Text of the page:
Cannabis has been legal in some parts of the country for almost 10 years now. Yet, myths about the storied plant remain widespread. It’s time to put some of the myths that revolve around one of the most dynamic plants on Earth to rest.
Myth # 1: All cannabis products produce the same high
False. Different strains produce different effects for different people. Different tokes for different folks. Recent research from the world’s leading cannabis researchers have begun to point more and more to a strain’s terpene profile – in combination with its cannabinoid profile – as responsible for the varying results and highs that are produced.
Myth #2: The munchies aren't real
False. Cannabis works with your endocannabinoid system and central nervous system to block pain and alter other sensory perceptions. It can improve your mood, reduce anxiety, and has been shown in some studies to prevent seizures. One way cannabis enhances your sensitivity is to heighten your perception of aroma, which is naturally tied to your sense of taste. That’s why food seems to smell and taste so darn good when paired with cannabis.
Cannabis mimics the chemicals in your brain that carry these sensory messages. So, when you smoke, ingest, or vape, the cannabinoids in cannabis are connected with the receptors in your brain that receive smell and taste messages—and you receive more of those messages too.
Hunger is a complex feeling that combines smell, taste, and a desire for sustenance. When you eat while you’re experiencing the euphoria of cannabis, your brain associates the euphoria with the food. So, much like Pavlov’s dog, we train ourselves to enjoy and crave food alongside our cannabis use. FEEEEED MEEEE…The Hungry Thing Returns…yes, it can happen so you may want to have healthy snacks around just in case.
Myth #3: Cannabis is more potent than ever
There is a lot of noise around this topic these days. With the spread of legalization, both medically and recreationally, skeptics caution against the stronger and more cultivated strains of cannabis. While the professionally cultivated cannabis sold in dispensaries is definitely different, and can be more potent, there are many available strains with more subtle effects for beginners or those who’d like to ease into cannabis. For example, strains with a higher ratio of CBD to THC will result in a more comfortable, less profound experience.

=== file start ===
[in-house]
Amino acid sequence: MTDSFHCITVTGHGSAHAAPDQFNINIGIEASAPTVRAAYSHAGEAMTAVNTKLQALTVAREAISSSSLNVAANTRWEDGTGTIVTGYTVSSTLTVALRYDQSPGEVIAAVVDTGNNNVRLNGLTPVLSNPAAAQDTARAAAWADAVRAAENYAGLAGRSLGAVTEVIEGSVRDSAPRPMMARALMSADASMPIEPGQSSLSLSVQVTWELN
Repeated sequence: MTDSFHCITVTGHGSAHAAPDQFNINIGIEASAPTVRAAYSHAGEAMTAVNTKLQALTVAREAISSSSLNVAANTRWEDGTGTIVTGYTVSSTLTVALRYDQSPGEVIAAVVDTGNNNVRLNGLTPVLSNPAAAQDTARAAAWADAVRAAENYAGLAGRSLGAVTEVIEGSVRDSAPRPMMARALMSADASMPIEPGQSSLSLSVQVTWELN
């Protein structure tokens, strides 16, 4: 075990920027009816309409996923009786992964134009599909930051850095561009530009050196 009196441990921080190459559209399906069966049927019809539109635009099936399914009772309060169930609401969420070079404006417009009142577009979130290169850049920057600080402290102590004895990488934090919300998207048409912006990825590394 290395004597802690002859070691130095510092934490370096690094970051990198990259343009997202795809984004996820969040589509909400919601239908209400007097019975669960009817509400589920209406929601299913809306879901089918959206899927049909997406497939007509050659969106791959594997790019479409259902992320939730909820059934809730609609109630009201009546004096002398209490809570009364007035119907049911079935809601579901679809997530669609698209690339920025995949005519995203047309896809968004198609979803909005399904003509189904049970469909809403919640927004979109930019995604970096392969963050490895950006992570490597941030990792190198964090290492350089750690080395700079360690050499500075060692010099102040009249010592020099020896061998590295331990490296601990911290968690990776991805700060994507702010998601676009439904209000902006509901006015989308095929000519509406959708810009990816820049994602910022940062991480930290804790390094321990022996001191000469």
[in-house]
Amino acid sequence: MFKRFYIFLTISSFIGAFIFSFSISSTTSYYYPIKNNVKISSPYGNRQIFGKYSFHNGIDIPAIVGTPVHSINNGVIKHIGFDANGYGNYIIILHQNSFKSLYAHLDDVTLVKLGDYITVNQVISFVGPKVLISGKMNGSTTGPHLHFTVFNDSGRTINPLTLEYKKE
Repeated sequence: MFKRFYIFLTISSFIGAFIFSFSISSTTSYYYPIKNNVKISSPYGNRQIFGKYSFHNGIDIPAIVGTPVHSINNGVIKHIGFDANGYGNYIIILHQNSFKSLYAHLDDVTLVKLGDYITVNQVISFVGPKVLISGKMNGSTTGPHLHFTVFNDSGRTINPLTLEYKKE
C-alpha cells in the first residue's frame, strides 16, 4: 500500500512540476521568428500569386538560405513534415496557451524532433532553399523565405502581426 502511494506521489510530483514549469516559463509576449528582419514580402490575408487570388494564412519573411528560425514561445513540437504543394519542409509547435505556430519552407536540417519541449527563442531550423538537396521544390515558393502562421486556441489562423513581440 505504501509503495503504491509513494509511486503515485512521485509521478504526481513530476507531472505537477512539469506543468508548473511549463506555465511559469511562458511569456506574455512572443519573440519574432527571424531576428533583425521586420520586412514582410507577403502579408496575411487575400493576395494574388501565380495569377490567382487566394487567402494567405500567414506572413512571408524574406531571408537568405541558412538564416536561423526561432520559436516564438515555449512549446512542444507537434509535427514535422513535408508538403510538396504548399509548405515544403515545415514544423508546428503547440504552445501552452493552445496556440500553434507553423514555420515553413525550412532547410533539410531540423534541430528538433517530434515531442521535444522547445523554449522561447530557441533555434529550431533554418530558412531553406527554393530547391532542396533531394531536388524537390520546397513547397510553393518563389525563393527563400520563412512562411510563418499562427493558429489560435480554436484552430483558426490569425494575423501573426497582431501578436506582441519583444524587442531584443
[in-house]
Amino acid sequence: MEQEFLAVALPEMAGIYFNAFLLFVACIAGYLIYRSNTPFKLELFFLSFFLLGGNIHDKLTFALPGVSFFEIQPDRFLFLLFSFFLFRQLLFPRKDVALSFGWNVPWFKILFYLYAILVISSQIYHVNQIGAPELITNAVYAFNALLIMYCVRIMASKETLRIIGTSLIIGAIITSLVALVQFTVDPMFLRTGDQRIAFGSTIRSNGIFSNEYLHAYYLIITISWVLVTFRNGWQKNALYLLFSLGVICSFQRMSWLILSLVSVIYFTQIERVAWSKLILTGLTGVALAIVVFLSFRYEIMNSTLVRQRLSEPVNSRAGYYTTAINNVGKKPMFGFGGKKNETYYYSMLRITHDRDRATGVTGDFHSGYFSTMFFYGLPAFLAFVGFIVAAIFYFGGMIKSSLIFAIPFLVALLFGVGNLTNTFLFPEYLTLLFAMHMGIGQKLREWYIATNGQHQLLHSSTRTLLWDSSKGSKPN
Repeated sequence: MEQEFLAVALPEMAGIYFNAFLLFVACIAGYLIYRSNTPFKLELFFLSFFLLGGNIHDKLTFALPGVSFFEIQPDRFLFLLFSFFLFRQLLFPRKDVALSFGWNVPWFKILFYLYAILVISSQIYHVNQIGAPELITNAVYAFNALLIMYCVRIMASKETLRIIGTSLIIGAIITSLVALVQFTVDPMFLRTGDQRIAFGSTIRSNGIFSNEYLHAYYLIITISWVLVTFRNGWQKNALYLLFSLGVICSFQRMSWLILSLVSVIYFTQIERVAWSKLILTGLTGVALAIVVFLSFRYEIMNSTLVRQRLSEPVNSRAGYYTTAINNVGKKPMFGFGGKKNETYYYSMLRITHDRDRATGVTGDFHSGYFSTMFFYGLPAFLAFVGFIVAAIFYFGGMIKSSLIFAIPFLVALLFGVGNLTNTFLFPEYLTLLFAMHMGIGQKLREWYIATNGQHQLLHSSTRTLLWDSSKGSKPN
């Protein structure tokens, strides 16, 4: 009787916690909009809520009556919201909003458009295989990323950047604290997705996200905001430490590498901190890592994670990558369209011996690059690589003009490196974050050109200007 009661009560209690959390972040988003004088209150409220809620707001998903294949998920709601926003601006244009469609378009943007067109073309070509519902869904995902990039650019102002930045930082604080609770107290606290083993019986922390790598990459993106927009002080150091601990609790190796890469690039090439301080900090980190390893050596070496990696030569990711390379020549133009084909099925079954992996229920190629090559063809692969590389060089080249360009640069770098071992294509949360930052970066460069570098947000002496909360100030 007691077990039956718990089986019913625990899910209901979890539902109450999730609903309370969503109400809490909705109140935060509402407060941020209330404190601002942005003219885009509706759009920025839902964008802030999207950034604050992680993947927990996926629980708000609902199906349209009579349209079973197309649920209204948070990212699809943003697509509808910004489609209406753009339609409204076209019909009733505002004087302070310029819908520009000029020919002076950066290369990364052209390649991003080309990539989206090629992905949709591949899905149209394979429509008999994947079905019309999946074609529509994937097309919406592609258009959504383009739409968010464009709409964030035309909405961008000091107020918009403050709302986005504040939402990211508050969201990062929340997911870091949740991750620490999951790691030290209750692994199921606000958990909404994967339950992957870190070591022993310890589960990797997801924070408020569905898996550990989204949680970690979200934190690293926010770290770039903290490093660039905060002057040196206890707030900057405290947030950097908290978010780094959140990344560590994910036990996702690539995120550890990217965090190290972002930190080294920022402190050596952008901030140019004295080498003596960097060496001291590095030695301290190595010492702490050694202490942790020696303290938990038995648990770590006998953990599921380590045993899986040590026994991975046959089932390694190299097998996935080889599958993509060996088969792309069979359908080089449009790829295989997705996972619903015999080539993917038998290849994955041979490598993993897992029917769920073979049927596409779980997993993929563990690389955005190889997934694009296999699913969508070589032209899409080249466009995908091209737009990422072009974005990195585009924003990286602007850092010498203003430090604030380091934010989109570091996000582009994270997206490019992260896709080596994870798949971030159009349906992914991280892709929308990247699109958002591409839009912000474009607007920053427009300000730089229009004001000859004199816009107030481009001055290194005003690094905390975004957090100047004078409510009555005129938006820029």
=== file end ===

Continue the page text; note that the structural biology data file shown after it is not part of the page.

With that said, cannabis growers have been obsessively striving for more control over the potency of their plants, and some strains are bred specifically for higher levels of THC to enhance the high as well as higher yields. Advocates say stronger strains are better because, in theory, you need less to feel the positive effects. In other words, less is, in fact, more.
Myth #4: There are 420 chemical compounds in cannabis
False. This is one theory floating around to explain cannabis’ relationship to the date of April 20th. Cannabis is one of the most complex plants on the planet. To date, there have been over 500 compounds identified within the cannabis plant, including 70 different cannabinoids and over 120 terpene variants.
It’s also false that 420 is the police dispatch code for cannabis. It is also not the date of Bob Marley or Kurt Cobain’s deaths.
Legend has it that “420” became associated with cannabis through a group of four high school buddies in Marin County, CA in the 1970s. They used the code “420” to alert each other about after-school toking adventures. One of the friends eventually became a roadie for the Grateful Dead band, and the 420 code became part of the Deadhead lexicon. Rock on!
Myth # 5: "Stoners" are a certain type of person
False. There definitely isn’t one type of cannabis user; any adult over the age of 21 looking to enjoy the positive effects of cannabis can legally purchase recreational cannabis in dispensaries in states that have legalized its sale. Cannabis has been widely adopted by athletes, moms, professionals, aging folks, you name it, and will continue to destigmatize as regulations ease.
Myth # 6: Cannabis has no medical benefits
You guessed it—False. Though more research needs to be conducted, studies have already found medical benefits of cannabis consumption in the areas of pain management, anxiety, and other applications for chronic illnesses. Legal sale of cannabis for medical use has existed long before more recent recreational applications. Timeline of cannabis laws in the United States - Wikipedia
Conclusion: Choose your own adventure
Cannabis affects people differently. If you’re curious about cannabis, the best way to learn more about it is to head to your local recreational dispensary and talk to a budtender. For more information about HUUE™ and our products, visit www.huue.co/products.